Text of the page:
Abstract

The displacement of oil by bottom water to a horizontal well in a verticallyconfined reservoir was studied experimentally in a Hele-Shaw cell. Thestability of the water-oil interface was investigated at different flow ratesand viscosity ratios_ A stable interface with higher recoveries was obtainedfor lower flow rates and for the cases where water and oil had the sameviscosities. The interface became unstable for higher flow rates and/orviscosity ratios. Fingering flow, which results ill bypassing of oil, reducesultimate oil recovery. For a given viscosity ratio, the higher flow ratesusually result in a lower oil recovery at breakthrough. However, in some caseswhere multiple fingers fanned, the oil recovery for higher flow rates was foundto be higher than that for lower rates. Gil recovery at breakthrough wascorrelated with a dimensionless flow rate.

A novel numerical method was developed in this study to simulate [he pistontype of displacement found in Hele-Shaw cells. The advancement of the water-oilinterface and the corresponding oil recovery, as well as the pressurebehaviour, were predicted. A single finger was identified for different flowrates when the viscosity ratio was adverse. The simulation results were ingeneral agreement with corresponding experimental data..

Introduction

Reservoirs underlain by bottom water zones are very common and constitute asignificant resource. The effective exploitation of these resources wouldprovide an offset to the oil production decline from lop quality reservoirs.Production from such reservoirs usually involves the completion of the wellnear the top of the reservoir so as to reduce the production of freewater.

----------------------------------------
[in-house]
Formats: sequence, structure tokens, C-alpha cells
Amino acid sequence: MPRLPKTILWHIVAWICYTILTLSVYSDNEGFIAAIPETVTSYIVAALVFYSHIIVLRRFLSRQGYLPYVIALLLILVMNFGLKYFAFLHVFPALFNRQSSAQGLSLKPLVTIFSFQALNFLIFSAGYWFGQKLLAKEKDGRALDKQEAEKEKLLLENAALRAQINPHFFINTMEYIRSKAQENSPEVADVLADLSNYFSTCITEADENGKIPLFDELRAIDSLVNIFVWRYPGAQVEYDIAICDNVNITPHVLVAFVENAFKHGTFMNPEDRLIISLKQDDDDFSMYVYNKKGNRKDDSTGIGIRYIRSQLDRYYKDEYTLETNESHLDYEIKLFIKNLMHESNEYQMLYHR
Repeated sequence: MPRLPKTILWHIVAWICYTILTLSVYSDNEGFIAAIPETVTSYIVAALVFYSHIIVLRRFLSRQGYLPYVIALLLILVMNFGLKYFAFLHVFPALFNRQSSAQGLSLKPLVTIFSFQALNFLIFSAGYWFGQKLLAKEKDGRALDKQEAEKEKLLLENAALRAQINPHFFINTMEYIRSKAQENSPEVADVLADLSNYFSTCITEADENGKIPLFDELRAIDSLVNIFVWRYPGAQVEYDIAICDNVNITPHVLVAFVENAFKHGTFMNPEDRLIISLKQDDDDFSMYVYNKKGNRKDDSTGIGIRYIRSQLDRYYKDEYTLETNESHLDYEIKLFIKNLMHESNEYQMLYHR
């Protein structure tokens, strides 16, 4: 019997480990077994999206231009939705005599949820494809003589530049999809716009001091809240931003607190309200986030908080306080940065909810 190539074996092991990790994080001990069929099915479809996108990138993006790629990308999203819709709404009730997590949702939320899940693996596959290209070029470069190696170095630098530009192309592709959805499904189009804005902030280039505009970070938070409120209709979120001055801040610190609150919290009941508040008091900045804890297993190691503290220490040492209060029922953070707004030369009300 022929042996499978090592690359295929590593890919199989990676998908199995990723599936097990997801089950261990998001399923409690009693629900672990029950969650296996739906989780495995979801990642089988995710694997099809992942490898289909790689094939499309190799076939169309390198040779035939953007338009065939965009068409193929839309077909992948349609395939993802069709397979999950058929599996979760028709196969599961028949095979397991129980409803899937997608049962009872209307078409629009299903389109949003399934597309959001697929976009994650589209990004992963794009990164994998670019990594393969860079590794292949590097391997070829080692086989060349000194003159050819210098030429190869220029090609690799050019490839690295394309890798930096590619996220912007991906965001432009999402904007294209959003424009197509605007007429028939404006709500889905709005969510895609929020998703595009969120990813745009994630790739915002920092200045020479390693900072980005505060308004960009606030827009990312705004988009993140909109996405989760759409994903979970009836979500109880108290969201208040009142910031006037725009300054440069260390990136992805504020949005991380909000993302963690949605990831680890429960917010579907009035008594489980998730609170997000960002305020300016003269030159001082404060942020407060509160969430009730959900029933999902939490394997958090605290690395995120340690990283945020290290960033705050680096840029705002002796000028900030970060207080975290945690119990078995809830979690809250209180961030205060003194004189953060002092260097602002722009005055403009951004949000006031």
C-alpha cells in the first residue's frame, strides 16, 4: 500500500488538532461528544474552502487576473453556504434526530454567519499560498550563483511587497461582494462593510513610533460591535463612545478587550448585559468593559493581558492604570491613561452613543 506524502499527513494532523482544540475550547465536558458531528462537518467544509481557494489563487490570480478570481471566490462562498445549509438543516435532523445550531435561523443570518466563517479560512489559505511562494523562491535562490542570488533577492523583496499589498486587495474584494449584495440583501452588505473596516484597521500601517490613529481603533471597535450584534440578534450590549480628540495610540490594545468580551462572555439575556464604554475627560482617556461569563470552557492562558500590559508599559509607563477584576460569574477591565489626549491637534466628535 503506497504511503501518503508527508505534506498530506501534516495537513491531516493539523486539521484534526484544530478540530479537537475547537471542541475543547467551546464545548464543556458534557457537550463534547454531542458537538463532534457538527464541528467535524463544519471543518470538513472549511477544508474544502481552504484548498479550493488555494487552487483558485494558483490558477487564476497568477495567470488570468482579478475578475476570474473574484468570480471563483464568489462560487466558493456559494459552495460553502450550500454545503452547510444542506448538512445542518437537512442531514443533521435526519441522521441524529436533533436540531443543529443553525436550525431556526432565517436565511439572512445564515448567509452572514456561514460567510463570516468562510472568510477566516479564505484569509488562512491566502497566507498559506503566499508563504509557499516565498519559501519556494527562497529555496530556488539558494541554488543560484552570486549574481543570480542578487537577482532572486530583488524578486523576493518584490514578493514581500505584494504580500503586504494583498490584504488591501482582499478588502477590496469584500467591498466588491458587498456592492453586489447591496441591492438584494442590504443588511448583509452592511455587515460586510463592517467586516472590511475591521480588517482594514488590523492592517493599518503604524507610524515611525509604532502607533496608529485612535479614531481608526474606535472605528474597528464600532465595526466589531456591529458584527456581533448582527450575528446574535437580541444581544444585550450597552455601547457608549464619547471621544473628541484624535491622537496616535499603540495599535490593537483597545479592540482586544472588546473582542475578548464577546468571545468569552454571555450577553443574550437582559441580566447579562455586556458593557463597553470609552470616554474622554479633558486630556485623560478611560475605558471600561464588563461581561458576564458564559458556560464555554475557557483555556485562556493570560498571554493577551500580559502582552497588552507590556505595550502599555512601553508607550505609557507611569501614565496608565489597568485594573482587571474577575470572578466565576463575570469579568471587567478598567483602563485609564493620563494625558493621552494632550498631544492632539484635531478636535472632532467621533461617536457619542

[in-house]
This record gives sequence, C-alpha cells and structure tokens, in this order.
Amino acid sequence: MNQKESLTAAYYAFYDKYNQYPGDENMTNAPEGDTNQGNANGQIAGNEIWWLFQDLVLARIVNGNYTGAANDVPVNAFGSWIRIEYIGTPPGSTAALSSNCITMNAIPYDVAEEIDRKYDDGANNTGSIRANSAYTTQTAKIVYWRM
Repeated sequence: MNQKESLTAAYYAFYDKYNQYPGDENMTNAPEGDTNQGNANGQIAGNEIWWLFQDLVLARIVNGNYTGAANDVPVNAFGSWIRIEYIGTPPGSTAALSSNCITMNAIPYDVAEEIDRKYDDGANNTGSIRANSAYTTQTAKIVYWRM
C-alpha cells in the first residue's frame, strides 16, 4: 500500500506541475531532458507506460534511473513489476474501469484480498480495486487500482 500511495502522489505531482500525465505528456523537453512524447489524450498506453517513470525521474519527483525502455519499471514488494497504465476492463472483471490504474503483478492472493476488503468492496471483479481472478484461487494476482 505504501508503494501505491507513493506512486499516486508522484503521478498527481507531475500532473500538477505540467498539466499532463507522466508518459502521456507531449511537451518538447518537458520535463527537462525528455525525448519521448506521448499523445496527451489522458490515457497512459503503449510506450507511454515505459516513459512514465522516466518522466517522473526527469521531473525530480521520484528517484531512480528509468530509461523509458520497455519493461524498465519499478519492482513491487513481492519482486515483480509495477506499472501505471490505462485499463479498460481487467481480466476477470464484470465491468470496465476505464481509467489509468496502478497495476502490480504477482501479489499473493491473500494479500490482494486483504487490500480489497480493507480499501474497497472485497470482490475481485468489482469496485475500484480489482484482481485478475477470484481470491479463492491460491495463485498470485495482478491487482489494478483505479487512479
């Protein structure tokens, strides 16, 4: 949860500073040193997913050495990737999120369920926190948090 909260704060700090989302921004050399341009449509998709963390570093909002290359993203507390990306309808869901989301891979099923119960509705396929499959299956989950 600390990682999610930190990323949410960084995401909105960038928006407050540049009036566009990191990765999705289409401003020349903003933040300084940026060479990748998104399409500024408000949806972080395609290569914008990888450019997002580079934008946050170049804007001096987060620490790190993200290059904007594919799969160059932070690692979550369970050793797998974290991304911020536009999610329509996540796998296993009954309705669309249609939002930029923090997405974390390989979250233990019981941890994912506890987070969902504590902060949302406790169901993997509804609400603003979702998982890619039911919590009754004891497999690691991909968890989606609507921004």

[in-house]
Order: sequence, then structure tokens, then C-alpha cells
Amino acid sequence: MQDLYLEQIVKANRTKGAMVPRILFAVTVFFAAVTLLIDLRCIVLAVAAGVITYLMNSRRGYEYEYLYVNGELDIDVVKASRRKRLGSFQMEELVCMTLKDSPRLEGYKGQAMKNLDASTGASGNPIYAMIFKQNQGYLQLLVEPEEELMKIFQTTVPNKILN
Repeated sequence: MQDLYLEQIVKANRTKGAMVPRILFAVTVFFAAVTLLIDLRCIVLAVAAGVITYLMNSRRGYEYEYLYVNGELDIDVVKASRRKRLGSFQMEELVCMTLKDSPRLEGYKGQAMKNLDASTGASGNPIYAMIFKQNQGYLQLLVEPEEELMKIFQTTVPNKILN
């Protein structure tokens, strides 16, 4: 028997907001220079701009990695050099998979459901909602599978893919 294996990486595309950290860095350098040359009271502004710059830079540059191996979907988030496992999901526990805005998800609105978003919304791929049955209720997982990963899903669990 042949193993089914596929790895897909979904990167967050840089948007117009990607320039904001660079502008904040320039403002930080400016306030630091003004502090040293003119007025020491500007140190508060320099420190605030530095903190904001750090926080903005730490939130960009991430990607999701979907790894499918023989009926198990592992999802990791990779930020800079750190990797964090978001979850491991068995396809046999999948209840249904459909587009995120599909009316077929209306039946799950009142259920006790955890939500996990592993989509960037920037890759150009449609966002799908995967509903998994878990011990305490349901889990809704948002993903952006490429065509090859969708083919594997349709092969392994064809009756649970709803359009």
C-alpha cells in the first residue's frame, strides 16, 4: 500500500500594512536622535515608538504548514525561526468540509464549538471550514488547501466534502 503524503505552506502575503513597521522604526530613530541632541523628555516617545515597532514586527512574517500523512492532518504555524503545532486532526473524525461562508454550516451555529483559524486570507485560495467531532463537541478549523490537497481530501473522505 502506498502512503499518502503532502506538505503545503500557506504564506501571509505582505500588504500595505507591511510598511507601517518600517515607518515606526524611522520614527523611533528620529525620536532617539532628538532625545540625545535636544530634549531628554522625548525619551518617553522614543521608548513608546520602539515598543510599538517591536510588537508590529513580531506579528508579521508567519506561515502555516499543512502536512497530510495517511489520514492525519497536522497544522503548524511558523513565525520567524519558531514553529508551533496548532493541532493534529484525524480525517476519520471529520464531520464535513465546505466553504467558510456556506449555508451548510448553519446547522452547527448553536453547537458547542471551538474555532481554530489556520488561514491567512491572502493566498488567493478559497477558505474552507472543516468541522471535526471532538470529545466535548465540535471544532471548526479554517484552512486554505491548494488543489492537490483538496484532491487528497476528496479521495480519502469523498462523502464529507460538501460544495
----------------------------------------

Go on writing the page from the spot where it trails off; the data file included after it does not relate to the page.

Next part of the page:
If the interfacial effect is ignored, then there are two kinds of force exertedon the interface during production:

  • the viscous force that results from theflowing of fluids in the reservoir and

  • the net gravitational force thatresults from the difference in density of two phases.

For upwards displacementof oil by water, the gravitational force tends to stabl1iu: the water-oilinterface if water has the higher density than oil When the difference betweenvertical pressure gradients across the interface becomes greater than thedifference of gravity pressure gradients, the water-oil interface becomesunstable and viscous fingering occurs. Otherwise, the water-oil interface isstable. Figure 1 shows schematically the shape of a stable water cone for avertical well am.! a corresponding crest for a horizontal well. For verticallyconfined reservoirs, the cumulative oil production for isolated wells at thebreakthrough depends on the volume of water cone or crest underneath theproduction well (Butler, 1992). Cumulative oil production by bottom water drivecan be improved by horizontal wells in place of vertical wells because of theextended length of water crest (see Figure 1).

When the viscosity of water is less than that of oil, which is the usual casein actual reservoirs, the upwards displacement of oil by bottom water may causethe interface lo become unstable at high production rate because of the adversemobility ratio between water and oil phases.

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